The Long Way Back- Create Your Masterpiece When Experiencing Loss

 
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“Where you used to be, there is a hole in the world, which I find myself constantly walking around in the daytime, and falling in at night. I miss you like hell.”

— Edna St. Vincent Millay

There is no way getting around the human experience called grief. It's the indelible side effect of being human. For most of us, (albeit hopefully temporarily), the experience of loss can feel like the awesome tyranny of Thor's proverbial hammer crashing down onto our tightly wound world, that once comfortable universe where the people, places, and fruitful experiences in our life (that perhaps once defined our life trajectory) is suddenly take away from us and lost in a hermetical sinkhole. Whether it is the sudden death of a loved one, losing a once successful business we worked so hard to build, or the loss of a romantic partner, experiencing loss is that one human experience that activates our evolutionary coping mechanism to survive and keep going despite the tremendous pain and suffering it brings.

There is tremendous courage to be found from surviving loss that is within all of us. Dostoevsky so eloquently describes the experience of loss as "that great mystery of human life where grief passes gradually into quiet tender joy” which is that delicate space in-between suffering and loss where everything becomes possible to once again create our life masterpiece (no matter how unattainable and difficult it seems). It is that space where your life's best work is just waiting to be discovered.

Friedrich Nietzsche saw loss and suffering as ‘the ultimate emancipator of spirit' which was essential for his philosophy, since it ‘forces us philosophers to descend into our nethermost depths. I doubt whether such suffering improves a man; but I know that it makes him deeper.' His experience was that when a person emerges from episodes of grief he is ‘as though born again, he has a new skin,' with a ‘finer taste for joyfulness.' In the Prophet, Kahlil very eloquently explains that ‘the deeper that sorrow carves into your being, the more joy you can contain.'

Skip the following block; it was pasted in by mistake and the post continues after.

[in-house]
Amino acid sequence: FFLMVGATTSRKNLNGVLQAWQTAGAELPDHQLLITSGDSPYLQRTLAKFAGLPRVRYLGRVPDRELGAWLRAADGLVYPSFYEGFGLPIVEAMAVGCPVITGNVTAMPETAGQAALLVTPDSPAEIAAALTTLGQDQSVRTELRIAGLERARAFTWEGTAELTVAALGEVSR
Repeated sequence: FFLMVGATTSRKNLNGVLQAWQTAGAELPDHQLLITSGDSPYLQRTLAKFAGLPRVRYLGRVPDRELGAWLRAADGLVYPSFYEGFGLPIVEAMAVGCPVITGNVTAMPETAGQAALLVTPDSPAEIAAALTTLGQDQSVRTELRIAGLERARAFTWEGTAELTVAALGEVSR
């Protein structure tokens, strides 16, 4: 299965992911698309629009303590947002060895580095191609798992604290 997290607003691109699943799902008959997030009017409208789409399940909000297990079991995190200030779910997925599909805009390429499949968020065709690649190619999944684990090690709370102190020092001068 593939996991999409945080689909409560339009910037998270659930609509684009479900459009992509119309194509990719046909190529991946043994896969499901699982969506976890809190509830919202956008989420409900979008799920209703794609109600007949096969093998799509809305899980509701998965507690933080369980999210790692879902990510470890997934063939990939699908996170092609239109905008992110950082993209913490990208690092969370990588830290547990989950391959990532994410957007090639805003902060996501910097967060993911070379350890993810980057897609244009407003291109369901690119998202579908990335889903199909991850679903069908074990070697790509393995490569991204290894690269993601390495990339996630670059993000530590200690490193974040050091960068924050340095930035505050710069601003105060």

When South African actress, Charlize Theron was only 15 years old, she witnessed her mother kill her alcoholic and aggressive father out of self-defense. Instead of allowing the trauma define her, she looked to her mother’s example of strength and to create a resilience and confidence of her own. She built a successful acting career, and she ultimately became the first South African actress to win an Academy Award.

We all have the ability to transcend tragedy and loss even if it seems impossible to see the proverbial forest from the trees. When tragedy appears in our lives we should be aware that, beneath the tyranny of sadness, desperation, and hopelessness that follows a major loss there is a magnificent opportunity to recreate a life of deeper meaning and purpose. And through the suffering of loss in time the light will once again shine through the cracks of darkness where life’s masterpiece is waiting to be created.

 
Editor's PicksJeanne Verger